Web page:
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Physics help, tension

  1. Feb 12, 2015 #1
    As part of a fundraiser, the Chancellor has agreed to bungee jump from a crane 45 m above a pool filled with Jello. The plan is for the bungee cord to stop the Chancellor just before his head enters the Jello. Your task is to select a bungee cord that will safely stop the Chancellor's descent in time. To estimate the feasibility of the plan, assume for now that a bungee cord is massless and behaves like an ideal spring. Also neglect air resistance. What length and spring constant should the bungee cord have? Are those values realistic?

    Things that I considered-
    • Realistically, how much can a bungee cord stretch?
    • Does the bungee cord begin to stretch as soon as the Chancellor is dropped from the crane?
    • When is the Chancellor subject to the maximum force? How much force is safe?
    Can someone please explain, I am at an absolute loss. I dont even know where to begin
     
  2. jcsd
  3. Feb 12, 2015 #2
    Well gravity will accelerate all objects at the same speed regardless of mass. I'm not entirely sure I'm going the right way with this but you have the initial velocity (0), the final velocity (also zero because at max extension he'll pause for a second), the distance and an acceleration.

    So x=ut+(1/2)at^2
    45=(0)t+(1/2)(9.8)t^2
    Which gives him about three seconds of flight time. That may or may not be helpful.

    I'm fairly sure you can also do the two spring equations. Hooke's law:

    Hooke's Law F=-kx
    and
    Elastic potential energy: E=(1/2)kx^2

    Just have a think about that and have a go. Technically the forum rules say you need to show an attempt at solving it before anyone helps you.

    No wait you need the length of the extension for the spring equations...
     
  4. Feb 12, 2015 #3

    PeroK

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    It seems you are struggling on two fronts:

    1) The characteristics of an ideal spring.

    2) How to model a bungee jump as motion under an ideal spring.

    What do you know about 1)?
     
  5. Feb 12, 2015 #4

    DEvens

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    Well, you need to make some effort to solve the problem first.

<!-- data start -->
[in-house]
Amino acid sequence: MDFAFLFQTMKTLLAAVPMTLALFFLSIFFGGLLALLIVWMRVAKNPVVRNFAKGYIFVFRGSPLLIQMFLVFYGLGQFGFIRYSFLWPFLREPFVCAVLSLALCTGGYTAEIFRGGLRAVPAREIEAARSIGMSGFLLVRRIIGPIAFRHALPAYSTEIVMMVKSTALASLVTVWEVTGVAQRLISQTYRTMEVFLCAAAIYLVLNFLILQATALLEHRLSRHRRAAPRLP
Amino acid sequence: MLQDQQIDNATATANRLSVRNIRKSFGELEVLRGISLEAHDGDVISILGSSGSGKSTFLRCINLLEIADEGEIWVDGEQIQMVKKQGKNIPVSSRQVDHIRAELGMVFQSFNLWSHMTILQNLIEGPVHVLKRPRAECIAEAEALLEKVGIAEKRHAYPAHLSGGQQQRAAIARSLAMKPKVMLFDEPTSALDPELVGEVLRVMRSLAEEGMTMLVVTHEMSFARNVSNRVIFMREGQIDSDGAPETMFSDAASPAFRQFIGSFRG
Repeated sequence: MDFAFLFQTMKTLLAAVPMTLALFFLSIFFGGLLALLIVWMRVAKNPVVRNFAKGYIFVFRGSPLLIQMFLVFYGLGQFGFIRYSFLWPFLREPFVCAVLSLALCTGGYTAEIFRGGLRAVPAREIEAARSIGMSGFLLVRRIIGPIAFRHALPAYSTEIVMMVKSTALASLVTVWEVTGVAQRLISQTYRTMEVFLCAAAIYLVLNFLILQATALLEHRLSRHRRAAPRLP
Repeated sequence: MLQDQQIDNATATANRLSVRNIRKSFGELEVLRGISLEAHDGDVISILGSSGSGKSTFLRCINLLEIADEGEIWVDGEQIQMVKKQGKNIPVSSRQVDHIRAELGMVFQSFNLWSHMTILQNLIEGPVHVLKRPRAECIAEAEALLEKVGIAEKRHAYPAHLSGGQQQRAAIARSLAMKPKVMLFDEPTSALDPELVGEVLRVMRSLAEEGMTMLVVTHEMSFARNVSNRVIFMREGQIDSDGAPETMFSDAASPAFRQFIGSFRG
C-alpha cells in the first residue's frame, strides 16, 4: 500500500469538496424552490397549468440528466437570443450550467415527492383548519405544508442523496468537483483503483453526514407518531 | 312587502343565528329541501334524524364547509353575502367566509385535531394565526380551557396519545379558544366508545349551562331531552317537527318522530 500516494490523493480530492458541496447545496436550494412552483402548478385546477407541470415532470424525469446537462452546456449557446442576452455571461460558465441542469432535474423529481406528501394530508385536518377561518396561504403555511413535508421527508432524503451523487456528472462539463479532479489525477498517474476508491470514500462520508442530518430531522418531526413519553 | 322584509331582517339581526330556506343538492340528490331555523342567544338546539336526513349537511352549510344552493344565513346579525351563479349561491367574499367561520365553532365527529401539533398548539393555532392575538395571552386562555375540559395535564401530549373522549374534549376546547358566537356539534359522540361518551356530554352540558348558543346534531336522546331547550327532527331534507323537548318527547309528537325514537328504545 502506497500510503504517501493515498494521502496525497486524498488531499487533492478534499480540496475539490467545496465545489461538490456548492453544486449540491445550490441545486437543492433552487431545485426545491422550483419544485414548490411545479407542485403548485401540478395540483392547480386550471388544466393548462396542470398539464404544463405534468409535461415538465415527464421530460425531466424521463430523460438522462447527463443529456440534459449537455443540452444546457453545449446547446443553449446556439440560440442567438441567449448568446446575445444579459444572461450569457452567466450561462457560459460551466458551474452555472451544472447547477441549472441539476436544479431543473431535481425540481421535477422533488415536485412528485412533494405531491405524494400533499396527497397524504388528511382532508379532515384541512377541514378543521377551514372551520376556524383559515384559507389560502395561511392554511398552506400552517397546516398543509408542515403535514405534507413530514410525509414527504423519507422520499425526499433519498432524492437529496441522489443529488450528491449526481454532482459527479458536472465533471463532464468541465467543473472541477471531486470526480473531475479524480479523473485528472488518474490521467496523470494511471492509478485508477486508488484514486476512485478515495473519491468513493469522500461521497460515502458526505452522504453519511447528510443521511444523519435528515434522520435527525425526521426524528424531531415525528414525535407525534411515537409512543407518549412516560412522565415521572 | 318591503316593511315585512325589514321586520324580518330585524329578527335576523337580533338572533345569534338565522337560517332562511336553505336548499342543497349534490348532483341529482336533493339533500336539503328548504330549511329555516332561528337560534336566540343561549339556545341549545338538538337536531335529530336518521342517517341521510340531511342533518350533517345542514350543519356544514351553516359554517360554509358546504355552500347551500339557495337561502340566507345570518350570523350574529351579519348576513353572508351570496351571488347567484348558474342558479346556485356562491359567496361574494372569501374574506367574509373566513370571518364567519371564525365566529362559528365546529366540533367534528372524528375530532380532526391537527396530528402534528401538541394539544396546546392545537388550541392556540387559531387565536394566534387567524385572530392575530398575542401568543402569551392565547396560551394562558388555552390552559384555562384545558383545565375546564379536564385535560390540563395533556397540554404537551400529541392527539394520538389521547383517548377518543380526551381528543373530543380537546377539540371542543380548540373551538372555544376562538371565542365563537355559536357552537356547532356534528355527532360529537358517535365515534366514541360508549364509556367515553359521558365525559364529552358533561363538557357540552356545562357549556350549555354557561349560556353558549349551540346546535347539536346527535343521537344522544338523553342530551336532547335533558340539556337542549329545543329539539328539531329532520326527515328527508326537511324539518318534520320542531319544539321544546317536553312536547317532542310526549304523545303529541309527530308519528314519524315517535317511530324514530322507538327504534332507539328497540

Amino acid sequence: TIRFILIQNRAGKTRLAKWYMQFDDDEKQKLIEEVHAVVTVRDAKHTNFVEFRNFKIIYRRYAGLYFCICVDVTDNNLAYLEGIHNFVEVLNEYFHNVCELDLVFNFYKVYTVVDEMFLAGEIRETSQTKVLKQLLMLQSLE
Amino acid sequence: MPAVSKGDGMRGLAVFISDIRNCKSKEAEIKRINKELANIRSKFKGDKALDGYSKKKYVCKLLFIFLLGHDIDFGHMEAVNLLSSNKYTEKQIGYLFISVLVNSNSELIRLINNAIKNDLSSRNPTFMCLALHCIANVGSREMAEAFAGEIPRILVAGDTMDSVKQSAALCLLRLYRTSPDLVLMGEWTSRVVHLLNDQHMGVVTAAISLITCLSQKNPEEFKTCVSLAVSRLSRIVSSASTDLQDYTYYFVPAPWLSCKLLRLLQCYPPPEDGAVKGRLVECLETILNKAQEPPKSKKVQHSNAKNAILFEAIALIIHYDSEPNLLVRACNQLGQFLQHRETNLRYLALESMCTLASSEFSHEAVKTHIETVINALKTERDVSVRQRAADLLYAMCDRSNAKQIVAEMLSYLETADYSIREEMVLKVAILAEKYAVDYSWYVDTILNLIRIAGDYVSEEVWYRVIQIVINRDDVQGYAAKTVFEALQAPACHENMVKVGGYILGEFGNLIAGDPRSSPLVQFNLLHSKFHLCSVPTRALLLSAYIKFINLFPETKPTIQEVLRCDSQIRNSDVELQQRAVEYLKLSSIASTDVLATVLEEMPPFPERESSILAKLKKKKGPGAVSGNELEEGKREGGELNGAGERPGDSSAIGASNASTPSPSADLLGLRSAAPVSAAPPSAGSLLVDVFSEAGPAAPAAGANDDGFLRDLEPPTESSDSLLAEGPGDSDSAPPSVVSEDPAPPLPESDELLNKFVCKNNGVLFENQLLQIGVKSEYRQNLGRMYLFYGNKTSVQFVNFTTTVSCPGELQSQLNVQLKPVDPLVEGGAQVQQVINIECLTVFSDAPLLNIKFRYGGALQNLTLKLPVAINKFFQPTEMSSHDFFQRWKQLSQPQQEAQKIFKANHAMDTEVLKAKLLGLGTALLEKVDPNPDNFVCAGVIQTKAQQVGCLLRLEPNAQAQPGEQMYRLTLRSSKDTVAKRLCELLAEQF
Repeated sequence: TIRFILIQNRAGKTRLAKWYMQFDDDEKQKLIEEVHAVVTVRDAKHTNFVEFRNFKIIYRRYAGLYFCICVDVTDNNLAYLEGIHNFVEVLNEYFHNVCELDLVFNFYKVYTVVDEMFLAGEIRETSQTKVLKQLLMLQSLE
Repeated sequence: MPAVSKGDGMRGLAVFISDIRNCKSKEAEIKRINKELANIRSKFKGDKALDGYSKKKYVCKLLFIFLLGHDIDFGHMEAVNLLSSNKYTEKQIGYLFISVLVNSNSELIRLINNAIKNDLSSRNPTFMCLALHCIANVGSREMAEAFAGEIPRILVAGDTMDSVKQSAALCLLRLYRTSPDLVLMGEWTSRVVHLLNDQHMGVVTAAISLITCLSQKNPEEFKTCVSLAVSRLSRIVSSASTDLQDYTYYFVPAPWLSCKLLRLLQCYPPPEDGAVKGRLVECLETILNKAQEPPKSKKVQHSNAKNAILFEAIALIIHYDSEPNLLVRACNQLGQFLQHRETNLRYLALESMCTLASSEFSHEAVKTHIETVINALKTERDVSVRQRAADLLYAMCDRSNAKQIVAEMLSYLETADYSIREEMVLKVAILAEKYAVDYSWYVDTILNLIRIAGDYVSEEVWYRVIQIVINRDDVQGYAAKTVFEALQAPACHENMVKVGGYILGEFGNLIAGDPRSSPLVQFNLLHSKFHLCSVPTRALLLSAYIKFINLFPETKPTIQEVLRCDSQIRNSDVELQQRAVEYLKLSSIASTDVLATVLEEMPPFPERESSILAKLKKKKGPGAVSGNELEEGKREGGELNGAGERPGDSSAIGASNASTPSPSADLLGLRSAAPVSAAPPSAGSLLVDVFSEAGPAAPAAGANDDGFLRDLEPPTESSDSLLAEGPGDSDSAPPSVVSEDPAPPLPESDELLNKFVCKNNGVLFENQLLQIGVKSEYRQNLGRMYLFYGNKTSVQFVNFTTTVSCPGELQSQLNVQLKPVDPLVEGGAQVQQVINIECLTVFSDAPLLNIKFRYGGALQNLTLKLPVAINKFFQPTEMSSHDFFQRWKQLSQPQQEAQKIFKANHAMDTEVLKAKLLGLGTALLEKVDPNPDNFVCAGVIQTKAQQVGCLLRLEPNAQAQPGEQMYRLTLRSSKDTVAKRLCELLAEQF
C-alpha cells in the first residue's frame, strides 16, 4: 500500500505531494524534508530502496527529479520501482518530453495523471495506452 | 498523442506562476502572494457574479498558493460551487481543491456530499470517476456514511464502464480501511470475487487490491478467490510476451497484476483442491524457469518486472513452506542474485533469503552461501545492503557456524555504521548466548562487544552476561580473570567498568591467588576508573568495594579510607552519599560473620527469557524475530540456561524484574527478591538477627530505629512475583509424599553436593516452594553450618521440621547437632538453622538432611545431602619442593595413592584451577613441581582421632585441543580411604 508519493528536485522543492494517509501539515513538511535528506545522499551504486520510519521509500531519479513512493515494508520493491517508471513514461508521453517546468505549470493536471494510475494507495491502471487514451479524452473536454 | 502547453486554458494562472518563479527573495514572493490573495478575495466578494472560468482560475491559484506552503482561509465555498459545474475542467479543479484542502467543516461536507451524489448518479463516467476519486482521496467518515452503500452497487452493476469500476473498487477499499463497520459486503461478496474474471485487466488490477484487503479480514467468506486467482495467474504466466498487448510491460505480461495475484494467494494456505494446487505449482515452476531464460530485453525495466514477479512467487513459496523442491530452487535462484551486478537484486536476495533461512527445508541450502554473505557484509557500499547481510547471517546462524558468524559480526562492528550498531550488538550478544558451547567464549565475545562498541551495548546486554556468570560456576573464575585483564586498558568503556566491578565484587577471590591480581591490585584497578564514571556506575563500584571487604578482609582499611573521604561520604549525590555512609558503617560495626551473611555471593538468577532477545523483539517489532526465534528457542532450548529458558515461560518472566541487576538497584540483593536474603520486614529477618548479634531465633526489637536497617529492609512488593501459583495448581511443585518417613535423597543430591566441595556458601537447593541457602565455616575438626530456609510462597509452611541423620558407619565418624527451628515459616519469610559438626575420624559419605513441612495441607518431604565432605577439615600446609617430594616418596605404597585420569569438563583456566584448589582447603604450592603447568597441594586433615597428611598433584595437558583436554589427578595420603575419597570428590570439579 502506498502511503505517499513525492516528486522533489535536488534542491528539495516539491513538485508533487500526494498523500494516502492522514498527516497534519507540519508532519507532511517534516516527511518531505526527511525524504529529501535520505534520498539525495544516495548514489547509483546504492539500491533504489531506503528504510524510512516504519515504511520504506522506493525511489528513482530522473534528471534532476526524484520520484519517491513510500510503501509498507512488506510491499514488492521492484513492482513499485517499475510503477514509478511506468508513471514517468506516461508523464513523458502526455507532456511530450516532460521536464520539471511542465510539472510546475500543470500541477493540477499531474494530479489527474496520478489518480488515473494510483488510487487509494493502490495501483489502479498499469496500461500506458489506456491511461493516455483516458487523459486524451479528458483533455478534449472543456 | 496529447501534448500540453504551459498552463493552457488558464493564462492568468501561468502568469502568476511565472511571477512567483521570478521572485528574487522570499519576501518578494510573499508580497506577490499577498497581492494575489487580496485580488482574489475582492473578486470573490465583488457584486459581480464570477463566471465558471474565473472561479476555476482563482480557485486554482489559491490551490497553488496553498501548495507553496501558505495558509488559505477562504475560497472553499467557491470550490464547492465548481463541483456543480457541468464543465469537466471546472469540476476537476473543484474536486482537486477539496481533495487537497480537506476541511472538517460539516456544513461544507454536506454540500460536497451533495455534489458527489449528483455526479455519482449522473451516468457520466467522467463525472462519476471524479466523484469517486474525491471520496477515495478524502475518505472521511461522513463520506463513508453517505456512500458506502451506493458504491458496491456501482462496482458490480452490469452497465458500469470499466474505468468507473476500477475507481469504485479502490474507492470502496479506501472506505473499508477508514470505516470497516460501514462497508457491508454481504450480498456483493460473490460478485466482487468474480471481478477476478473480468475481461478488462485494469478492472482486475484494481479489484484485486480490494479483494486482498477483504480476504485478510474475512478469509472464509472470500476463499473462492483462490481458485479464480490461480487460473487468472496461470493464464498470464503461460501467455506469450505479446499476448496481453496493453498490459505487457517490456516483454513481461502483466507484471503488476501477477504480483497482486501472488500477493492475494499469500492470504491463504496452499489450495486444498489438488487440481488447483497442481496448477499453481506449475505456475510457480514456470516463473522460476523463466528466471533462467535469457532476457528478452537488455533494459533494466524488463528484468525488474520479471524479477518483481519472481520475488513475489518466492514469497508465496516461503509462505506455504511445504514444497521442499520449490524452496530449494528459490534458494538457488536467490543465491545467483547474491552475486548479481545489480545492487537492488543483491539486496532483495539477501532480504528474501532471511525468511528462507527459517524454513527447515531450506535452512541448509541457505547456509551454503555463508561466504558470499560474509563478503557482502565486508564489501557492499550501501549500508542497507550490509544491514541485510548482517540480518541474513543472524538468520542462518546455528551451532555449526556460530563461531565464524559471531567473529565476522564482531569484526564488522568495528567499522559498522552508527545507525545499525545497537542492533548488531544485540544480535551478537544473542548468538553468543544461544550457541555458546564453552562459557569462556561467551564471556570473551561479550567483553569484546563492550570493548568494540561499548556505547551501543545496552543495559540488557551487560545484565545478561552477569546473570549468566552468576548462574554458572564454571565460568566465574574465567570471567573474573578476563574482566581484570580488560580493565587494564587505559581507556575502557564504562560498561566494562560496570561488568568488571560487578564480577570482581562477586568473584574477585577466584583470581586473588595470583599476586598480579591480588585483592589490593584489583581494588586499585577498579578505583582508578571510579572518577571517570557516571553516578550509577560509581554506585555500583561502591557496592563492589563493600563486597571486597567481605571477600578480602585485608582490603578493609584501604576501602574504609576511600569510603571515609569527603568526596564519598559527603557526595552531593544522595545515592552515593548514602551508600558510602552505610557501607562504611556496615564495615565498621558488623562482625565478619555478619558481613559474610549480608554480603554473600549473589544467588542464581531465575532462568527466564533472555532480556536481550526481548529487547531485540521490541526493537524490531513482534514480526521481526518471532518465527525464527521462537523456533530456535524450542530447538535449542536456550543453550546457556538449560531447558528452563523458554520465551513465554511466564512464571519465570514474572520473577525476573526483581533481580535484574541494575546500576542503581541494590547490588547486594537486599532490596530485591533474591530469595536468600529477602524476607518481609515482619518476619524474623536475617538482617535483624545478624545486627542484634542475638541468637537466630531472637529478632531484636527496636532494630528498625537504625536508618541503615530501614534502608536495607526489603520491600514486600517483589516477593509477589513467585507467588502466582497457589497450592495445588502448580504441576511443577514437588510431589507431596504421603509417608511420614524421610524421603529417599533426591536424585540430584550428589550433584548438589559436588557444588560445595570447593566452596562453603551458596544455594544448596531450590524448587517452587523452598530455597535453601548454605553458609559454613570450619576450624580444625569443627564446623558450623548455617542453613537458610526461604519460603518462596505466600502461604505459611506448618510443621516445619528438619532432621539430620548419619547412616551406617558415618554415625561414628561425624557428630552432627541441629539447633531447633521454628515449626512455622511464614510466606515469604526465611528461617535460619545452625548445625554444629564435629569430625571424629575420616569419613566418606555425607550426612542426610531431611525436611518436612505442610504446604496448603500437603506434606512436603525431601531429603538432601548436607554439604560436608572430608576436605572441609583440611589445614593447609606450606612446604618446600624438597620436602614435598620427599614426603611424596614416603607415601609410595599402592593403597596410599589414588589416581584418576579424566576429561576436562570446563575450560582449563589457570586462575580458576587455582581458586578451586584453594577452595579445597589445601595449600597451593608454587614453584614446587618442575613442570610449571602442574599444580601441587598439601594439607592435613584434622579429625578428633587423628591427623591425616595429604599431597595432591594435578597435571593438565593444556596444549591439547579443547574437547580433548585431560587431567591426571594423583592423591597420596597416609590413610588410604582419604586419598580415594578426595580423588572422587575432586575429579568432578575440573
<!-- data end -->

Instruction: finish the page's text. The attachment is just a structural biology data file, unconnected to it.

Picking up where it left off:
Supposing the bungee cord does begin to pull on the Chancellor right away, what will be the equation of motion for him? What will be the forces affecting him? How will you work out that he stops just at the surface of the pool?

    Supposing the cord does not begin to pull on him until he gets some distance below his release point? What equation of motion will he have then?
     
  6. Feb 12, 2015 #5
    I should also add I have been in the hospital for three weeks and am playing catch-up in class, So I apologize if I don't understand some of these replies...

    What I know is... the force is proportional to the displacement and (F=-kx)
     
  7. Feb 12, 2015 #6

    PeroK

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    Displacement from where?
     
  8. Feb 12, 2015 #7
    and an ideal spring will compress and stretch without bounds where as a real spring will break evaentually
     
  9. Feb 12, 2015 #8
    Well that's pretty much your first "consideration" answered. In reality a bungee cord can only stretch as far as its tensile strength allows.

    Since it asks you to estimate you might have to assume the Chancellor weighs the average human weight (I think it's 70kg) which means you can get the spring constant (70*9.8)=-k(22.5)
    k=-686.

    Although it may be +686 since maybe you have to make the F negative because it's acting down. I need to remember these things...
     
    Last edited: Feb 12, 2015
  10. Feb 12, 2015 #9
    Ok, this is unrelated to the problem but I just want to make sure my understanding of some of the chapters concepts are correct...so please tell me if this is right

    -A swinging pendulums greatest potential energy is at its highest point (A classmate said it was constant but that just doesnt make sense to me)

    -1)As you throw the snowball straight up, is the mechanical energy of the snowball-Earth system is not conserved 2)but during the free flight of the snowball, the mechanical energy of the snowball-Earth system is conserved.

    -And when there is friction an objects mechanical energy decreases
     
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